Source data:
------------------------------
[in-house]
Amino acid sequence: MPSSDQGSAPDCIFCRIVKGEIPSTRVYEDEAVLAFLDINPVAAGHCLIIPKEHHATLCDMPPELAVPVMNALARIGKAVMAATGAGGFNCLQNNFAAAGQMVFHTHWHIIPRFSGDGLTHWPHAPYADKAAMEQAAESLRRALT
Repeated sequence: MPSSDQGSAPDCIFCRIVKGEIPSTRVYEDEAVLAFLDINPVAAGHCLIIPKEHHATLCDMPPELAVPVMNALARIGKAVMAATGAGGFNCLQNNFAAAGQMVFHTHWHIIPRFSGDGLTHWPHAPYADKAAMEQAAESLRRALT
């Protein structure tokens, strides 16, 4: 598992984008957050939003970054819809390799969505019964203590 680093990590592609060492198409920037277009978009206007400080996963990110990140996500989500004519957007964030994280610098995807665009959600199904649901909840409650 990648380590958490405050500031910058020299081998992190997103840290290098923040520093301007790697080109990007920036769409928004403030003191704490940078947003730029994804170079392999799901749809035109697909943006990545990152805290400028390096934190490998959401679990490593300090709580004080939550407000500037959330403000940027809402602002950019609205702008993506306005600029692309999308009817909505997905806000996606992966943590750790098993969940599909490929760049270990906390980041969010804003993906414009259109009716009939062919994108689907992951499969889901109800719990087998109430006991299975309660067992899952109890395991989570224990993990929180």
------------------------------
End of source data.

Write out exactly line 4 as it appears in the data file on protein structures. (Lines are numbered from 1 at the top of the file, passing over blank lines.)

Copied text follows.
């Protein structure tokens, strides 16, 4: 598992984008957050939003970054819809390799969505019964203590 680093990590592609060492198409920037277009978009206007400080996963990110990140996500989500004519957007964030994280610098995807665009959600199904649901909840409650 990648380590958490405050500031910058020299081998992190997103840290290098923040520093301007790697080109990007920036769409928004403030003191704490940078947003730029994804170079392999799901749809035109697909943006990545990152805290400028390096934190490998959401679990490593300090709580004080939550407000500037959330403000940027809402602002950019609205702008993506306005600029692309999308009817909505997905806000996606992966943590750790098993969940599909490929760049270990906390980041969010804003993906414009259109009716009939062919994108689907992951499969889901109800719990087998109430006991299975309660067992899952109890395991989570224990993990929180």